Donna Huston Murray accepts NP Lifetime Achievement Honor

TOWAMENCIN – Every year, one lucky North Penn graduate receives the honor of  the Lifetime Achievement Award at the North Penn Alumni Athletic Association Hall of Fame Ceremony.. This year, Donna Huston Murray has received the honor.

Murray is a North Penn graduate who has had major success in her career path. Murray is an author and has written eleven cozy mysteries, four of them being self-published. After graduating from North Penn, Murray wanted to get an education in order to get a well-paying job. It wasn’t always easy for her to follow along with the stereotypes that were present.

“When I was choosing a career, women were invited to be teachers, nurses, or secretaries. I thought I could be a secretary because I knew I needed a job with writing and I type really well. But then I went to college anyhow and one class I took was creative writing,” Murray explained.  

It was not exactly in this creative writing class that Murray’s future path was forged, however. 

The professor talked about the word ‘orange’ in a haiku for an hour and I almost strangled him

— Donna Huston Murray

“The professor talked about the word ‘orange’ in a haiku for an hour and I almost strangled him. That was all of my education in college. I decided college was not the way I was going to learn how to write fiction,” Murray explained. “I then decided to attend conventions with a workshop of women trying to write different things. They honed in on my techniques but mainly editing. They were very supportive when I read them stuff and they gave lots of feedback,” Murray explained.

The feedback that was being given to Murray had to be closely examined. She highlights the idea that while she enjoyed constructive criticism, some of it could have led to her work being wrongly taken or edited. This lead her to eventually start self-editing.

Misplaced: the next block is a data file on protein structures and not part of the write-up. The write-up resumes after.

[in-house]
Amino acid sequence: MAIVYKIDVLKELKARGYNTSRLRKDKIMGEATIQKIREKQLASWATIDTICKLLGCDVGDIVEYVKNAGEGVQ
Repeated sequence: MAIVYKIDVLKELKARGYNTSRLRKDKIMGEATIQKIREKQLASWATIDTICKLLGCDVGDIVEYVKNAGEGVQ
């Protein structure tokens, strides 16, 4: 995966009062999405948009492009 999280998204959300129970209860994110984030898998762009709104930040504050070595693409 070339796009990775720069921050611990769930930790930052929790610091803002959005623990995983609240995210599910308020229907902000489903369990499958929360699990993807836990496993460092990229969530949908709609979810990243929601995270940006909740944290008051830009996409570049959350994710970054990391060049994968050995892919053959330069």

“When I was in the group, there were different agendas of the people critiquing. Out of four remarks: one might be that the author wants to take over your work and make it theirs, another might be that they are just plain wrong, another might be that they are jealous and want to shoot you down, and then the fourth one might actually be really helpful advice. That is how I learned to self-edit,” Murray explained.

Along with self-editing, Murray has become a self-published author. The event that made Murray go off on her own and leave her agency, St. Martin’s Press, was the need for the publication of a cozy that was very important to her, What Doesn’t Kill You.

“I had a third agent who really didn’t know very much about mysteries,” Murray says in an interview with Joseph Carrabis, “I had this book I had been working on for several years called What Doesn’t Kill You. I just couldn’t give it to him,” Murray added, “I better publish this myself to just get it out there, move on, and see what happens to this book. So I did and I turned out to enjoy it very much. Business has always been my second love. I just find the atmosphere surrounding self-publishing wonderfully encouraging. The people couldn’t be nicer. I just enjoy it,” Murray elaborated 

Business has always been my second love. I just find the atmosphere surrounding self-publishing wonderfully encouraging. The people couldn’t be nicer. I just enjoy it.

— Donna Huston Murray

While discovering her love for publishing her own books, she also sought advice and inspiration from others. Some, in particular, are her family and even Gregory McDonald. 

“There was an author that influenced me: Gregory McDonald with his fletch books,” Murray said. “What he did that I admired was he could make you laugh on page one and cry on page twenty or vice versa. I actually got to ask Gregory McDonald about that. I was at a convention and we were sailing around Manhattan at twilight. There was the Statue of Liberty up there and then there was Gregory McDonald on the rail by himself. I go up and I ask him how he does this thing, get you laughing on one page then crying on the next, and he looked off into the distance and he said ‘Character.’ That taught me so much because you need to make your characters have great range and that was a big lesson for me,” Murray stated.

While McDonald writes a mix of mystery and comedy, Murray only writes cozies. She explains that fitting into one genre makes her feel more connected to her audience and have a less superficial, commercial presence.

“I did try romance stories once because I was studying with someone who did it and it seemed like fun but you really need to specialize because readers know the difference. If you don’t totally respect the field you’re in, they pick it up immediately. And then they just know you’re trying to be commercial. I would say write what you need and what you love,” Murray said.

Writing to please yourself is one of Murray’s main mottos. She does it every time a new book is in the works. Speaking of new books, Murray’s first draft of her new book, Stranger Danger, is in the editing process and it will be released within months. Check out her website for more information.